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End of the Road

By Mike Hotter

Last Town Chorus

Valentine’s, May 16

Asked recently by a downstate magazine the reason she chose the lap steel as her primary instrument, Megan Hickey (who ostensibly is the Last Town Chorus) replied that there were too many six-stringers in the world already (oh, how true), and, “you know, I’m not Hendrix.” That didn’t stop a fair amount of local guitar enthusiasts from attending last week’s early Last Town Chorus show to see how she wails on that there magic twanger. We read that she can make grown men weep with the thing, and while I didn’t feel very weepy this evening, I can attest that Hickey pours forth a stirring, resplendent sound from underneath her ever-sliding and -plucking hands.

Touring in promotion of her latest CD, Wire Waltz, Hickey made Albany her final stop, and she mentioned that the only thing separating her from her couch in Brooklyn was this show and a three-hour drive. The dark gods of the road conspired to make this last set a treacherous one. The loud pounding of a band sound-checking upstairs distracted the band and the audience enough for Hickey and her acoustic guitar accompanist to abandon a couple of tunes. Hickey plays gorgeous, depressive music, much in the same mold as Cat Power and Tara Jane O’Neil. Most of these songs depend on setting a mood, and Hickey found a hard time setting it this evening. Certain songs would break free of the morass, most notably “Change Your Mind” from the band’s first CD. Hickey played a soaring, distorted solo that made one think of skies arcing the canyons, pretty impressive in the confines of a rock & roll den.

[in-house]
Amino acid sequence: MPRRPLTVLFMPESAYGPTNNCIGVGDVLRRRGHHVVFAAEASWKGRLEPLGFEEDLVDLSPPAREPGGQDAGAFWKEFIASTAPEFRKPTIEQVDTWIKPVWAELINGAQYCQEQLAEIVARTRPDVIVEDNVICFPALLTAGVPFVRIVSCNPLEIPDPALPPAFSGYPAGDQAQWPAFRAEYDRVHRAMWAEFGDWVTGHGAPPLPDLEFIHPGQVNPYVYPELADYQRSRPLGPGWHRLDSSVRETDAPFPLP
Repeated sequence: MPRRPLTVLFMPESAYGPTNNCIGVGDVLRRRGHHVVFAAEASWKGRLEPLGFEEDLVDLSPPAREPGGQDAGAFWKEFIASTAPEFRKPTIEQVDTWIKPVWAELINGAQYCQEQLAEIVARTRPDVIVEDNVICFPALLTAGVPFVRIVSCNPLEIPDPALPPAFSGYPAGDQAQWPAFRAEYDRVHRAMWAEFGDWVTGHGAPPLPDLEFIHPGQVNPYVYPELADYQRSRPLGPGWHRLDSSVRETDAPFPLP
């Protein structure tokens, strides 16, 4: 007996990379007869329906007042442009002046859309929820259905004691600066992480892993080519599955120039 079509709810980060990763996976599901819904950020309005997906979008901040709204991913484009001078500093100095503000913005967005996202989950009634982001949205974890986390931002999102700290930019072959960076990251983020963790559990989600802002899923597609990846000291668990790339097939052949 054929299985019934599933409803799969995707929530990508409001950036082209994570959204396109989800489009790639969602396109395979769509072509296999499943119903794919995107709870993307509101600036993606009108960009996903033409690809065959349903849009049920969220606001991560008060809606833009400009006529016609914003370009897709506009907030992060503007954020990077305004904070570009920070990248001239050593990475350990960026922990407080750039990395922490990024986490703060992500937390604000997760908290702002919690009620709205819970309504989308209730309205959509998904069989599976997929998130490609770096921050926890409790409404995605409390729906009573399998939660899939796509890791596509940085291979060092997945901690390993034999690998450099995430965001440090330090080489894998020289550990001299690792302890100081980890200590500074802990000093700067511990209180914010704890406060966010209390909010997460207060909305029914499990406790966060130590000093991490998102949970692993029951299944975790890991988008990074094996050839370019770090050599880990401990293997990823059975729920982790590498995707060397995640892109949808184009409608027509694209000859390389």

But the show seemed too much like a chore to endure for both the performers and the audience, however pretty the sonic wallpaper. Buzzes from faulty equipment and uncomfortable banter that bordered on confrontations with partying dudes in the crowd didn’t help matters. Hickey did get it together for her signature cover of Bowie’s “Modern Love,” though even this seemed feigned on this particular night. Hickey went a long way toward redeeming the show with a marvelous cover of Lee Ann Womack’s “Painless,” playing a call and response between her plaintive voice and her keening lap steel to make this the most affecting song of the night and something bright to take away from what turned out to be a rough end for the Last Town’s tour.

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